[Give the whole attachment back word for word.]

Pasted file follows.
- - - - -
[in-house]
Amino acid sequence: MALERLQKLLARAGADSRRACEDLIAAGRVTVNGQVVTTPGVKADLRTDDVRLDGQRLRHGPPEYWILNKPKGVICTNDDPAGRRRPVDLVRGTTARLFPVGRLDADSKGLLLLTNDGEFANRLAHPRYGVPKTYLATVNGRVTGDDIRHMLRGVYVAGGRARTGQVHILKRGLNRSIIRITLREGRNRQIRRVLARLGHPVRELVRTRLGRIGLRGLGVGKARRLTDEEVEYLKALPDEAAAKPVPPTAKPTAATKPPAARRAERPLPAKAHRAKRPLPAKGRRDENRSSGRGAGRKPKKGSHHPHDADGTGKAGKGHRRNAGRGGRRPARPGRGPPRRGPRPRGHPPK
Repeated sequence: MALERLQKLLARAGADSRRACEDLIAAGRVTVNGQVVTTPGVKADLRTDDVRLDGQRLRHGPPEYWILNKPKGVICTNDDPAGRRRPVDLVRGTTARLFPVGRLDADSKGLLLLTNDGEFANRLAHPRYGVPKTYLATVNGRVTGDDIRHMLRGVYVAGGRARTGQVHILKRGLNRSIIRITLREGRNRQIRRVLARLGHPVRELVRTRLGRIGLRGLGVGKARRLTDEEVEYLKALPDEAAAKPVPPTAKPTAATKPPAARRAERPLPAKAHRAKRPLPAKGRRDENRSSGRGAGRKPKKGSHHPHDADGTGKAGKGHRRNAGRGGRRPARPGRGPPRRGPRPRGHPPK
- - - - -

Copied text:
[in-house]
Amino acid sequence: MALERLQKLLARAGADSRRACEDLIAAGRVTVNGQVVTTPGVKADLRTDDVRLDGQRLRHGPPEYWILNKPKGVICTNDDPAGRRRPVDLVRGTTARLFPVGRLDADSKGLLLLTNDGEFANRLAHPRYGVPKTYLATVNGRVTGDDIRHMLRGVYVAGGRARTGQVHILKRGLNRSIIRITLREGRNRQIRRVLARLGHPVRELVRTRLGRIGLRGLGVGKARRLTDEEVEYLKALPDEAAAKPVPPTAKPTAATKPPAARRAERPLPAKAHRAKRPLPAKGRRDENRSSGRGAGRKPKKGSHHPHDADGTGKAGKGHRRNAGRGGRRPARPGRGPPRRGPRPRGHPPK
Repeated sequence: MALERLQKLLARAGADSRRACEDLIAAGRVTVNGQVVTTPGVKADLRTDDVRLDGQRLRHGPPEYWILNKPKGVICTNDDPAGRRRPVDLVRGTTARLFPVGRLDADSKGLLLLTNDGEFANRLAHPRYGVPKTYLATVNGRVTGDDIRHMLRGVYVAGGRARTGQVHILKRGLNRSIIRITLREGRNRQIRRVLARLGHPVRELVRTRLGRIGLRGLGVGKARRLTDEEVEYLKALPDEAAAKPVPPTAKPTAATKPPAARRAERPLPAKAHRAKRPLPAKGRRDENRSSGRGAGRKPKKGSHHPHDADGTGKAGKGHRRNAGRGGRRPARPGRGPPRRGPRPRGHPPK